The adoption of a great idea

Posted by and on May 22, 2013 @ 3:40 pm in Economy & markets

Joe Davis and Andy Clarke collaborated on this post, the result of a conversation about research that Vanguards Investment Strategy Group has conducted on the adoption and economic impact of “great ideas.”

 

Andy Clarke

Do you remember when you first encountered the World Wide Web? I do. It was 1993, in an office cubicle in Chicago. A colleague sat in front of her PC, scrolling through a screen of text and images. She clicked on links, opening new pages of text and images. To me, admittedly a late adopter of most technologies, it looked like magic.

When she explained what it was—a webpage for a local catering service—I had one thought: “That’s a great idea.”

I remembered this moment recently as Vanguard Chief Economist Joe Davis and I talked about his team’s research on the adoption rates of great ideas. Some ideas, such as the internet, were adopted at lightning speed. Others caught on more slowly. In the 1880s, Thomas Edison built a power plant and electrical distribution system in New York City. Not until the 1940s, however, did electric power reach 80% of U.S. households. Adoption of the automobile took even longer.

What’s the next great idea? I’m intrigued by the possibility that it’s something we’re enthusiastic about here at Vanguard: the broadly diversified, low-cost portfolio.

Market penetration rates

adoption-great-idea

Source: Adapted from Visualizing Economics and The New York Times. Vanguard calculated the growth in the low-cost portfolio based on data from Morningstar, Inc. The calculation represents the percentage of U.S. mutual fund and ETF assets under management with annual expense ratios of less than 25 basis points.

 

Joe Davis

Much like electricity, refrigeration, and other great ideas, the broadly diversified, low-cost portfolio has the potential to raise our standard of living.

Research has established that the performance of an investment program depends mostly on a few key ideas:

  • Asset allocation is key. A portfolio’s mix of stocks, bonds, and other assets is the primary driver of its long-term returns and the variability of those returns¹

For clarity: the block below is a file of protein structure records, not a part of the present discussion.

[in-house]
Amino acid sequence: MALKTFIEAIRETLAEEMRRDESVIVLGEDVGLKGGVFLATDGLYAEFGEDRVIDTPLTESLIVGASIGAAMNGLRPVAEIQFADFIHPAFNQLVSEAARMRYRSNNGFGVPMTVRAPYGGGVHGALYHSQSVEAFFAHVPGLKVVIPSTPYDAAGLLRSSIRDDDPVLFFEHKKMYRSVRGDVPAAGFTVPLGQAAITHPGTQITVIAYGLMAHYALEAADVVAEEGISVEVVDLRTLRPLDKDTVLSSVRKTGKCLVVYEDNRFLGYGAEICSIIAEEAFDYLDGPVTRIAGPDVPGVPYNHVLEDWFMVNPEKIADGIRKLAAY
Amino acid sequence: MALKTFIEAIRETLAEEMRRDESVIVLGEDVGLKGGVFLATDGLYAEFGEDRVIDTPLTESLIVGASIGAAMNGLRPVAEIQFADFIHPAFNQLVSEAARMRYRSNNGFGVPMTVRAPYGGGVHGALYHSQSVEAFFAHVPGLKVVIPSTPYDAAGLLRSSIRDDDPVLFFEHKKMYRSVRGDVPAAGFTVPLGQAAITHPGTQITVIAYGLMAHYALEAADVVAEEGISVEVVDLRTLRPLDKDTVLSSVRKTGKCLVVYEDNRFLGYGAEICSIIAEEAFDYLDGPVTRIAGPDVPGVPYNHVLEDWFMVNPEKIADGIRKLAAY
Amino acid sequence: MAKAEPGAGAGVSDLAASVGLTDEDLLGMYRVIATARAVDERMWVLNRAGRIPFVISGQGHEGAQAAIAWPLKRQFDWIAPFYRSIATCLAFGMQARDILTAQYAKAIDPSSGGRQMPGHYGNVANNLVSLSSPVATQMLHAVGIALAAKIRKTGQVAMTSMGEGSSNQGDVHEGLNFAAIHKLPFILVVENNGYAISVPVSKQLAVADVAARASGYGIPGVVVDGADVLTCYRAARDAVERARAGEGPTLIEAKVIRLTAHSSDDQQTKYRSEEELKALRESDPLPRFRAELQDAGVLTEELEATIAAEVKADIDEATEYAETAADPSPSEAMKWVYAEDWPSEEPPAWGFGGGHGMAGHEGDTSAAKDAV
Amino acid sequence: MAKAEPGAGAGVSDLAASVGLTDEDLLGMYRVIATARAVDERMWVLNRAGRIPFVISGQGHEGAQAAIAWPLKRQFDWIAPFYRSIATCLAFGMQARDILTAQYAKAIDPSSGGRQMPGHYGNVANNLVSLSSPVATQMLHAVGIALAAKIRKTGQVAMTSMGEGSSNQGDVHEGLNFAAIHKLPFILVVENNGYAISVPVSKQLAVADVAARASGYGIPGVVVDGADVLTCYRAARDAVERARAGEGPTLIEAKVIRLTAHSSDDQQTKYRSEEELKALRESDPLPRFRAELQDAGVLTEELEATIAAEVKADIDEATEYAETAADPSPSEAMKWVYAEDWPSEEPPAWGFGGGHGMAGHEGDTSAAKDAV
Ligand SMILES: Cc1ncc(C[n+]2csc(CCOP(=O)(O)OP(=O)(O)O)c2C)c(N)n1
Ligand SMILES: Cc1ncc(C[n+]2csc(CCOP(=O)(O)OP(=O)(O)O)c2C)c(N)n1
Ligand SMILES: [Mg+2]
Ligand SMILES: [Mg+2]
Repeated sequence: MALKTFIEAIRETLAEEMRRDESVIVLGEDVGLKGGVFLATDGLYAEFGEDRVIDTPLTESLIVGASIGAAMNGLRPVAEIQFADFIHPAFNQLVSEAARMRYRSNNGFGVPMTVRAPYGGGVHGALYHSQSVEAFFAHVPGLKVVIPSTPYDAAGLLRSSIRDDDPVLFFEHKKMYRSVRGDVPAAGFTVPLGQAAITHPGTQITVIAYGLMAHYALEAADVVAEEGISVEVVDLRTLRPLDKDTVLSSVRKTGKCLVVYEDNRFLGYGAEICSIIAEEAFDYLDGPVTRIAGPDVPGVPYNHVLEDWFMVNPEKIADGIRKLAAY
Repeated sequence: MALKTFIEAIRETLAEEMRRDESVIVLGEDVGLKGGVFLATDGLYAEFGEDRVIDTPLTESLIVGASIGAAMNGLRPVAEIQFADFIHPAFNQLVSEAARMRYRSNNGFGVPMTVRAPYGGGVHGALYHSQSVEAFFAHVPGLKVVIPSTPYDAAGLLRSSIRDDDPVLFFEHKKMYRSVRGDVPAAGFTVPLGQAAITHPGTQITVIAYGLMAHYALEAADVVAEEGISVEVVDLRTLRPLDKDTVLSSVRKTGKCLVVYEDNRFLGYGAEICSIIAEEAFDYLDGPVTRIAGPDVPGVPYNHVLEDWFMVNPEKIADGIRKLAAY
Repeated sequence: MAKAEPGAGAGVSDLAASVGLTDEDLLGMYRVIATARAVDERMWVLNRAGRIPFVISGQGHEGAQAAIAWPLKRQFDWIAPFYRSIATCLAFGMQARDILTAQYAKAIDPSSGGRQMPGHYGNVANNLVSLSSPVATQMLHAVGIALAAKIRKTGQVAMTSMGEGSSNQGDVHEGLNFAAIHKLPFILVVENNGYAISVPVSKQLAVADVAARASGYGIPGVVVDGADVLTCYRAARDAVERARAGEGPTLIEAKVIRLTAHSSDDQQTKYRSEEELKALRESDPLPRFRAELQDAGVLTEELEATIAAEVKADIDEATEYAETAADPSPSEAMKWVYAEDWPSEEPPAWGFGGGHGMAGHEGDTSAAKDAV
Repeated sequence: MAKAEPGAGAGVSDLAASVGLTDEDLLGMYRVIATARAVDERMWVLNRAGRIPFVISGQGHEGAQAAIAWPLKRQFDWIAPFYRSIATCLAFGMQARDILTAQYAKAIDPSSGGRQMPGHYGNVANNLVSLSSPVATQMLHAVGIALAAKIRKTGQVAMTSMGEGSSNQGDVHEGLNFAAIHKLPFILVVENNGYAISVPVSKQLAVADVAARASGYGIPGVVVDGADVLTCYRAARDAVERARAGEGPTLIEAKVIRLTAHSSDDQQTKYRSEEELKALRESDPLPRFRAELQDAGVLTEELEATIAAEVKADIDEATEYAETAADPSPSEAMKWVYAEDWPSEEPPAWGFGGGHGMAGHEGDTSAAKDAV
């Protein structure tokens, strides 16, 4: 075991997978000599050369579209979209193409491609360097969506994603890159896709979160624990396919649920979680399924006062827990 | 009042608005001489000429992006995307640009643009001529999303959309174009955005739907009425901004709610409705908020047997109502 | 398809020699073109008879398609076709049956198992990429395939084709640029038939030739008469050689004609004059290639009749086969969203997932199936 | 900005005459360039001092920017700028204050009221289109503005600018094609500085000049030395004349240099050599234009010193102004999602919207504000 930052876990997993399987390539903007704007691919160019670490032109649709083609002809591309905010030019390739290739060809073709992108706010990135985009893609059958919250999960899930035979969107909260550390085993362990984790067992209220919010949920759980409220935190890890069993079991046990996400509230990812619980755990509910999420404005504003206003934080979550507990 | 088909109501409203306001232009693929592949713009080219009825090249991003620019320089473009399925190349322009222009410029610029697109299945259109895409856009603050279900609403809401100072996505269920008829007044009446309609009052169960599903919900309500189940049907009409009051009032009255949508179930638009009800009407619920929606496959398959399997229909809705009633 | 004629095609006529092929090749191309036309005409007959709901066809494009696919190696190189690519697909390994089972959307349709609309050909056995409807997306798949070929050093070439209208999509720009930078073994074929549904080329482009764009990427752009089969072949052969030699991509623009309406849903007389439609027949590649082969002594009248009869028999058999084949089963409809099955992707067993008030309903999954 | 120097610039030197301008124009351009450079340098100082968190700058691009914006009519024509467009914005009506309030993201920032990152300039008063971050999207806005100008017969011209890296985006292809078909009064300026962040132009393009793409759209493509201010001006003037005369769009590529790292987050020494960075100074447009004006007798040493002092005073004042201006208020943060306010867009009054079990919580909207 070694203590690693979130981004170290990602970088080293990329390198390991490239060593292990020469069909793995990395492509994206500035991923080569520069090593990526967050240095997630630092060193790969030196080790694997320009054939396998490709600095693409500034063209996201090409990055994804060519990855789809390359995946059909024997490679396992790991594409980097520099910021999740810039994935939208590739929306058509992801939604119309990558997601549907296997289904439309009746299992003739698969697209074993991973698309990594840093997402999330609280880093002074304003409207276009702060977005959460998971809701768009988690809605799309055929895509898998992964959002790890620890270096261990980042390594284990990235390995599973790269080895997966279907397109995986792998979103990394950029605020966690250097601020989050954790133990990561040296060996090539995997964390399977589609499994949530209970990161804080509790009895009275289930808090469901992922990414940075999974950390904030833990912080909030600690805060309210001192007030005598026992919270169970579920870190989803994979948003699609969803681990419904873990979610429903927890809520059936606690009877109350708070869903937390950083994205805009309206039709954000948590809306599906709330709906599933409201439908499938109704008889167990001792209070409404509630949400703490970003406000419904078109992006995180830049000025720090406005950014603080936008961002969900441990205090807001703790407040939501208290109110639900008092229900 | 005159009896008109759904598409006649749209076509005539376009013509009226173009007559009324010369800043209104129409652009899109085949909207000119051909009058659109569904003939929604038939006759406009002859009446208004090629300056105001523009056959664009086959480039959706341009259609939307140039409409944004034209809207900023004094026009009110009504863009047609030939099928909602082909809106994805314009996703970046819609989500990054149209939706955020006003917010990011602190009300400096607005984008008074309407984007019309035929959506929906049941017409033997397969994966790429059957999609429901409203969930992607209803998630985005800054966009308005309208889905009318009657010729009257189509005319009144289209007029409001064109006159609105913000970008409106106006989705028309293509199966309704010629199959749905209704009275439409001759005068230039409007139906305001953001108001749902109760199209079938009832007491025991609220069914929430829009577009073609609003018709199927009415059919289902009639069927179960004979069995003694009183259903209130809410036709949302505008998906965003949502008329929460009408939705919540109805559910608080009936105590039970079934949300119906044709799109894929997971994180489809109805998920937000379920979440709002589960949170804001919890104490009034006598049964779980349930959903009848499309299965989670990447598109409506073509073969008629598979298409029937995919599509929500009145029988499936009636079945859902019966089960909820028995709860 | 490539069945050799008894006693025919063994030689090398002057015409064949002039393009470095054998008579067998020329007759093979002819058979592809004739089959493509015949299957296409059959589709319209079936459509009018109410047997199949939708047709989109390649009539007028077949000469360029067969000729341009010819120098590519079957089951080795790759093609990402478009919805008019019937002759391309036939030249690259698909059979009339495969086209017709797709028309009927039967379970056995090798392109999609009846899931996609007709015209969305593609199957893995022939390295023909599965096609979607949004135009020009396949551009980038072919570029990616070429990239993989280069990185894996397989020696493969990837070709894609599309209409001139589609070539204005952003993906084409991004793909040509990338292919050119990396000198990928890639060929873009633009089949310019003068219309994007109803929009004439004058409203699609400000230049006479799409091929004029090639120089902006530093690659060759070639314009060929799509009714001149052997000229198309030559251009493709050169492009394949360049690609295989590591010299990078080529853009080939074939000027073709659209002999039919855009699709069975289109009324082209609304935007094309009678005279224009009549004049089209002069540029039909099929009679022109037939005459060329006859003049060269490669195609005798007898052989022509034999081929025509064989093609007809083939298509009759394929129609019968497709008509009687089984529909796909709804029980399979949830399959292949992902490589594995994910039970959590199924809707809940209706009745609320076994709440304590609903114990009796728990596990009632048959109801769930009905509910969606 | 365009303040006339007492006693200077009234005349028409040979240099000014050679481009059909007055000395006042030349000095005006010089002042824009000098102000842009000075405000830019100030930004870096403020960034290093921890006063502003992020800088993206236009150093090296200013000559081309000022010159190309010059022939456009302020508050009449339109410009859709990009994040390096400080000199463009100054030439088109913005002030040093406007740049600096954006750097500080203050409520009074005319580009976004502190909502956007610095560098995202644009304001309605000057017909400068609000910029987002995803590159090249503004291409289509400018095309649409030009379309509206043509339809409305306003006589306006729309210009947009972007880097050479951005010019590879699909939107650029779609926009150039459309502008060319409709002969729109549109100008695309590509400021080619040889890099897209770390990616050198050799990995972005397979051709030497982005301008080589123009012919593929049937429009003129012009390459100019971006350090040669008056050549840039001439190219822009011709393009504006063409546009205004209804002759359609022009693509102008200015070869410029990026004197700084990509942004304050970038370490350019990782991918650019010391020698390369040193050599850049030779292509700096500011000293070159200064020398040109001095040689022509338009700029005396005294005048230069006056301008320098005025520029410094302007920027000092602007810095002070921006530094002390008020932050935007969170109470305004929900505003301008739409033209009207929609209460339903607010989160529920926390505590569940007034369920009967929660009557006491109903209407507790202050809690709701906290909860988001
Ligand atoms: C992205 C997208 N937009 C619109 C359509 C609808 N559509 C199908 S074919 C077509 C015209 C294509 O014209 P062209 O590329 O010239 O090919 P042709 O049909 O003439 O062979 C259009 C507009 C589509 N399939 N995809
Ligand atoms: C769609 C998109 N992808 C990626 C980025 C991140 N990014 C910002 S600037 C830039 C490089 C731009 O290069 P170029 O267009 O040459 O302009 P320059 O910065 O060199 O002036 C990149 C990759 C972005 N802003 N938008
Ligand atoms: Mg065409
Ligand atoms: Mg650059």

• Diversification moderates risk. Diversifying within and across asset classes reduces a portfolio’s exposure to the risks associated with a particular company, market segment, or asset class²
  • Higher costs mean lower returns. The lower your costs, the greater your share of an investment’s return. Over time, lower-cost portfolios have tended to outperform their higher-cost counterparts.³

The broadly diversified, low-cost portfolio, whether delivered in a single mutual fund or as a collection of stock and bond funds, capitalizes on all three of these insights. It’s, quite simply, a great idea.

The adoption of great ideas typically follows an “S” curve, starting slowly, then accelerating. Eventually, the great idea becomes commonplace. The adoption of the “broad low-cost portfolio” seems to be following this pattern.

In 1995, according to data provided by Morningstar, mutual funds and ETFs with an expense ratio of less than 25 basis points accounted for only about 5% of industry assets. Let’s call these investors the “early adopters,” Vanguard clients prominent among them. They were the first to recognize the power of the broadly diversified, low-cost portfolio.

By the end of 2012, adoption had accelerated, and portfolios with expense ratios of less than 25 basis points accounted for about 25% of industry assets.⁴ That’s progress, but investors still have a huge opportunity to lower their costs and keep more of their returns. More assets are invested in funds and ETFs with expense ratios of more than 75 basis points than in portfolios with expense ratios of less than 50 basis points.

We’re in the second or third inning of a remarkable shift toward broadly diversified, low-cost portfolios, an idea that has the power to change our lives for the better.

We would like to thank Kyle Morrison, Todd Schlanger, and Yan Zilbering for their significant contributions to this blog post.

¹ Brinson, Gary P., L. Randolph Hood, and Gilbert L. Beebower, 1986. Determinants of Portfolio Performance. Financial Analysts Journal 42(4): 39–48. [Reprinted in Financial Analysts Journal 51(1): 133–8. (50th Anniversary Issue)]

² Bennyhoff, Donald G., 2009. Did Diversification Let Us Down? Valley Forge, Pa.: The Vanguard Group.

³  Phillips, Christopher B., and Francis M. Kinniry Jr., 2010. Mutual Fund Ratings and Future Performance. Valley Forge, Pa.: The Vanguard Group.

⁴ For additional insight into the adoption of low-cost funds, see Kinniry, Francis M., Donald G. Bennyhoff, and Yan Zilbering, 2013. Costs matter: Are fund investors voting with their feet? Valley Forge, Pa.: The Vanguard Group.

Notes: All investing is subject to risk, including possible loss of principal. Diversification does not ensure a profit or protect against a loss.

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